54 percent of companies will increase IT security spending in 2019, and almost a third will do so by 10 to 20 percent or more, according to a study by eSecurity Planet. The reason? Fear of data breaches and the penalties under new privacy regulations like Europe’s GDPR.
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Financial services organizations operate with high volumes of valuable data, making them an attractive target for hackers. They are vulnerable to scams, fraud and banking Trojans, so data security in this sector is critical. IT executives struggle to optimize cybersecurity, as they often deal with low budgets and a lack of skilled workers to implement better security. These are top roadblocks, especially as open banking exposes their data and infrastructure to third-party vulnerabilities.
The healthcare sector has to store increasing quantities of personally identifiable and sensitive information, making it one of the most attractive targets for data theft. However, according to EY’s Global Information Security Survey 2018-2019, the sector’s awareness of cyber risks is growing, and many organizations are determined to put stronger protections in place.
Not taking security strategy and execution seriously enough to come up with a proper incident response program is a problem that is regularly noticed. Businesses large and small fear customer information, financial data or corporate secrets will fall to the wrong hands in an advanced malware attack. But they keep investing in the wrong projects, work with outdated software, don’t train employees about passwords and phishing to prevent human error and internal attacks, and don’t look into third-party vulnerability protection.
Hackers are hitting European businesses with an increasing number of attacks meant to disrupt their operations, according to new data from DDoS protection experts. Both the volume and the complexity of the attacks is growing, and over half used multiple attack vectors.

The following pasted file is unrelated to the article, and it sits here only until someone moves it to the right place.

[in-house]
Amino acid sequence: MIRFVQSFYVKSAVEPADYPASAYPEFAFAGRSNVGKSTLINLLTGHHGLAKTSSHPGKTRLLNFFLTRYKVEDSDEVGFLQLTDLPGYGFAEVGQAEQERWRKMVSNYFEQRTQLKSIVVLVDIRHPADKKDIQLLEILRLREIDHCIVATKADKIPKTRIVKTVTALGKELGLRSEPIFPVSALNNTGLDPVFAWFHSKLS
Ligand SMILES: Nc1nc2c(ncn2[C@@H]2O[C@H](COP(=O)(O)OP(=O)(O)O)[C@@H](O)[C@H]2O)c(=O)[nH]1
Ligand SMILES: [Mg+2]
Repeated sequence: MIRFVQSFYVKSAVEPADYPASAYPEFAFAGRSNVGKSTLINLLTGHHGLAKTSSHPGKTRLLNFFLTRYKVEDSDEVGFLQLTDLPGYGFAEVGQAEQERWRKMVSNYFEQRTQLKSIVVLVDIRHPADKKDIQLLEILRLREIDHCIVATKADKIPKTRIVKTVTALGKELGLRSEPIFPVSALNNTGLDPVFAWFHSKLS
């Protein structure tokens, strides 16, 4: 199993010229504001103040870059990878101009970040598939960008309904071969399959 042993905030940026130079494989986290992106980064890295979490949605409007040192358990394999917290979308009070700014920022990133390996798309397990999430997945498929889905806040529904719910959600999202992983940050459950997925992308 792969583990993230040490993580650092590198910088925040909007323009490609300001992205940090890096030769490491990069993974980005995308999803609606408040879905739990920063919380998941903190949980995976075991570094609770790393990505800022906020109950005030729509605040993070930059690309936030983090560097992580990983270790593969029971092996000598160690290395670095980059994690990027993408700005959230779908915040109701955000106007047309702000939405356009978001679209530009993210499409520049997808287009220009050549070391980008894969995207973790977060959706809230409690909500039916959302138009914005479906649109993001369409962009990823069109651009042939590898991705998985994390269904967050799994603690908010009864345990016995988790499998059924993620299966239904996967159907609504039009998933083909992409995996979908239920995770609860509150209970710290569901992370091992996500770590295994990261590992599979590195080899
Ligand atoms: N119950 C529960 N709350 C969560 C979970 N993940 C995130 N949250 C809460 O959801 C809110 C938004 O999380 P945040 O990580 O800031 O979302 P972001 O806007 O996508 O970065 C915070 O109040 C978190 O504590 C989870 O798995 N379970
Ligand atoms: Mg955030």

While the U.S. Federal government is running (for now) again, there remains a concern that the partial shutdown will have a long-term impact on the cybersecurity readiness of the nation.
The ‘bring-your-own-device to work’ trend has made traditional security methods appear obsolete. It seems the good old-fashioned password authentication or code received via text on a smartphone can’t cut it anymore. Multi-factor authentication and biometric security appear to be the answer for now for both organizations and consumers.
Organizations and consumers alike are eagerly anticipating the arrival of 5G, the latest generation of cellular mobile communications. But perhaps IT and security executives need to be thinking about the potential security implications.
Big cyber attacks like the Equifax incident in 2017 and the Marriot breach in 2018 have had devastating effects for those in the hackers’ crosshairs. But high-profile data breaches also hold important value for the good guys: clues to the attackers’ mindset.
We’re hearing more and more about edge computing, and it will likely continue to be a focal point within IT as the Internet of Things (IoT) continues to gain momentum. A key question for organizations looking to the edge: What are the cyber security implications?
Phishing remains the attack vector of choice for cybercriminals, with 23,000 incidents per organization annually, according to a new survey. Organizations spend on average $4.3 million per year to investigate phishing incidents.
The promise was that cloud computing would simplify enterprise business-technology. Enterprise users would be able to focus on their applications and services while leaving the deeper security issues associated with infrastructure and secure delivery and management of applications to the cloud provider. It didn’t exactly turn out that way.